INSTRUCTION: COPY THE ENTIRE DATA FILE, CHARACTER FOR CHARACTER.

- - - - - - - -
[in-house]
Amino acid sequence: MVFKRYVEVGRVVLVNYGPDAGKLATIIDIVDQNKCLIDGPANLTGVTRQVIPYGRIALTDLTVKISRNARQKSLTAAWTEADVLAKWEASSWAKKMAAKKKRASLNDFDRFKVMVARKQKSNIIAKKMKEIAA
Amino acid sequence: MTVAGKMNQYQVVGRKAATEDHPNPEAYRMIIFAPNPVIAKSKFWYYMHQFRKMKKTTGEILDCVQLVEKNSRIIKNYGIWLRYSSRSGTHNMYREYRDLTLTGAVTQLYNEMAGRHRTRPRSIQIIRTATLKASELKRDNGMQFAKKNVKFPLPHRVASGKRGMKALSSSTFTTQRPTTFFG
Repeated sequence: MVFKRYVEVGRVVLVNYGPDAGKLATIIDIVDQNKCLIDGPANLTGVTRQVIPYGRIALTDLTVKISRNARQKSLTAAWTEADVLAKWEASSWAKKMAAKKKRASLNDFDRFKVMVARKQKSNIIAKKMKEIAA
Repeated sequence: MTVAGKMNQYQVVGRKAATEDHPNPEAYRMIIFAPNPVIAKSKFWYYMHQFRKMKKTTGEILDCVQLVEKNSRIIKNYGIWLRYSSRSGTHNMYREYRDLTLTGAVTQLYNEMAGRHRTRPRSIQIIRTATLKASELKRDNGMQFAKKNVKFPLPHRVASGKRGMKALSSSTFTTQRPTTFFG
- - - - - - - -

[in-house]
Amino acid sequence: MVFKRYVEVGRVVLVNYGPDAGKLATIIDIVDQNKCLIDGPANLTGVTRQVIPYGRIALTDLTVKISRNARQKSLTAAWTEADVLAKWEASSWAKKMAAKKKRASLNDFDRFKVMVARKQKSNIIAKKMKEIAA
Amino acid sequence: MTVAGKMNQYQVVGRKAATEDHPNPEAYRMIIFAPNPVIAKSKFWYYMHQFRKMKKTTGEILDCVQLVEKNSRIIKNYGIWLRYSSRSGTHNMYREYRDLTLTGAVTQLYNEMAGRHRTRPRSIQIIRTATLKASELKRDNGMQFAKKNVKFPLPHRVASGKRGMKALSSSTFTTQRPTTFFG
Repeated sequence: MVFKRYVEVGRVVLVNYGPDAGKLATIIDIVDQNKCLIDGPANLTGVTRQVIPYGRIALTDLTVKISRNARQKSLTAAWTEADVLAKWEASSWAKKMAAKKKRASLNDFDRFKVMVARKQKSNIIAKKMKEIAA
Repeated sequence: MTVAGKMNQYQVVGRKAATEDHPNPEAYRMIIFAPNPVIAKSKFWYYMHQFRKMKKTTGEILDCVQLVEKNSRIIKNYGIWLRYSSRSGTHNMYREYRDLTLTGAVTQLYNEMAGRHRTRPRSIQIIRTATLKASELKRDNGMQFAKKNVKFPLPHRVASGKRGMKALSSSTFTTQRPTTFFG